In any article about either of the next-generation consoles, the fact that getting your hands on one has been like trying to get the newest exclusive sneaker drop must be mentioned. The shortage in stock has been frustrating and isn’t how any gaming experience should be, but hopefully, we can all get our hands on a console at some point this year. If you’ve already been playing one for a while, congratulations. We’re jealous.
No matter which console you go with, you might have some questions about storage, something which remains essential and worth considering but continues to become more and more confusing with each passing year, especially in the gaming industry. If you’ve got questions about how much storage you’ll get with the Xbox Series X and the Series S, whether that will be enough and how you can expand storage, we’ve got you covered here.
Along with the SSD expansion port, there are 7 other ports on the Xbox Series X. Here’s a quick outline of what they are and what they’re for:
Power: No awards for guessing what this one is for. It’s an 8-figure power socket and of course, the console has an internal power supply too.
USB-A ports: There are 3 of these on the console; two at the back and one at the front. One of these is where your USB external hard drives will go, but of course, you can also charge your controller or phone through this with the wire, or you can plug in a keyboard and mouse.
HDMI 2.1: Of course, this is where the HDMI wire goes with the other end connected to your TV. The benefit of the 2.1 interfaces is that it incorporates ALLM, which stands for Auto Low Latency Mode. This means that your TV switches to its lowest latency possible when you’re gaming.
Low Latency Mode: This means that your TV switches to its lowest latency possible when you’re gaming.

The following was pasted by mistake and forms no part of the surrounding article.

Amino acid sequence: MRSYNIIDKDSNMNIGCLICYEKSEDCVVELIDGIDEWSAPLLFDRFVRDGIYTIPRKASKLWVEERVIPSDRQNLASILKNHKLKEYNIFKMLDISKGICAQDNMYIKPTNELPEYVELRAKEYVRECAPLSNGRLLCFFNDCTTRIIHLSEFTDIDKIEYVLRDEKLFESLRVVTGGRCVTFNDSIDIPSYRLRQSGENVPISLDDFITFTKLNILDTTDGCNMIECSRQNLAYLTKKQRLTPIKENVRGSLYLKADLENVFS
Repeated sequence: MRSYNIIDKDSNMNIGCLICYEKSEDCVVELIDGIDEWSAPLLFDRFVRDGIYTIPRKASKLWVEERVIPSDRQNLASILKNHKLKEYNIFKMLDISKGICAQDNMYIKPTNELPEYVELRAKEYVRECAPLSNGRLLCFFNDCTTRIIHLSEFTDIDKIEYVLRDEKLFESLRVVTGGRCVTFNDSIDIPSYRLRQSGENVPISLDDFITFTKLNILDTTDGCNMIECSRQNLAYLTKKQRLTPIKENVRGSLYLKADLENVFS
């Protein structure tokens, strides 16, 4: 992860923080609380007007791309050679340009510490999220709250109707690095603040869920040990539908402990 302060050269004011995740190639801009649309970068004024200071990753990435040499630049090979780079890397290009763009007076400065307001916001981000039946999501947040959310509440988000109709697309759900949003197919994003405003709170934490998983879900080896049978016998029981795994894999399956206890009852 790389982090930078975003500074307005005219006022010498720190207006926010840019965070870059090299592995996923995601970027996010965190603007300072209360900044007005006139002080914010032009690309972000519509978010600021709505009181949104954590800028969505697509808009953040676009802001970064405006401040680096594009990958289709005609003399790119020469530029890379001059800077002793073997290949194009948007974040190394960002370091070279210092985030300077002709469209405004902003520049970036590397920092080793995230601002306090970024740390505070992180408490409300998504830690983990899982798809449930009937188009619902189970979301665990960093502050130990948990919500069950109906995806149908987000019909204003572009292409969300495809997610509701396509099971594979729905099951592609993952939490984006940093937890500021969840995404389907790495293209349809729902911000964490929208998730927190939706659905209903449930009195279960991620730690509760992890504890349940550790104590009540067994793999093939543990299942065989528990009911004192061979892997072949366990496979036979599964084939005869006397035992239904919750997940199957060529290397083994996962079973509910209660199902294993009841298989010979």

Ethernet: A wired connection is always better than a wireless connection and the ethernet Cat5 cable goes here.Kensington lock: So that you can tie the console down to whatever it rests on.
Kensington lock: So that you can tie the console down to whatever it rests on.
If you’re willing to spend an extra $220 on top of getting your console, then this is certainly the way to go. It’s 1TB (with a very respectable 920GB of that being usable) and is the only way to retain the full performance level of either of the new Xbox consoles 100% of the time. We doubt there’ll be a price drop anytime soon, but perhaps even if this is your primary choice, it’s at least worth waiting until you absolutely need it. You should be able to manage for a while with the storage that the Series X or Series S offer initially.
You can get the Samsung T5 in a few different storage options. It’s unlikely that you’ll want anything less than another terabyte, which will cost you around $140. It’s a significant saving on the official expansion card and still gets you nearly all the benefit, although of course it won’t run optimised titles.
It’s worth noting that there is, in fact, a T7 that Samsung offers that has a speed increase, but that costs around $170, so perhaps you’re better off paying an extra $50 to get the benefits of the official Seagate expansion card.
Made by the same company that makes Xbox’s official card, you still won’t be able to play games optimized for the Series X or Series S, but they do offer incredible value for money when it comes to storage. Their 1TB hard drive costs around $50, and if you want to quadruple that amount of space and be more than set for the entire lifespan of the console, you can still do that for under $100.
There isn’t too much of a hit on speed either, so this is an ideal option for those wanting a cheaper, albeit secure long-term option.
You can double the space of your 1TB Xbox Series X or Series S with a 2.5” Toshiba hard drive that will cost you just $45. The read speed is 540MB per second, which is great, especially considering it’s an HDD and not an SSD.
The unique selling point of this Western Digital hard drive is that you can set password protection and hardware encryption to protect your files completely. Perhaps this isn’t something you need to worry about so much if you’re just using the hard drive to store some games on, but some extra security can never hurt and it’s better to be safe than sorry.
As with a few of the options on this list, there are numerous options for size in terms of storage. Even with the extra protection it offers, you won’t have to empty out the bank account to get one of these. WD’s 2TB option will cost you just $80.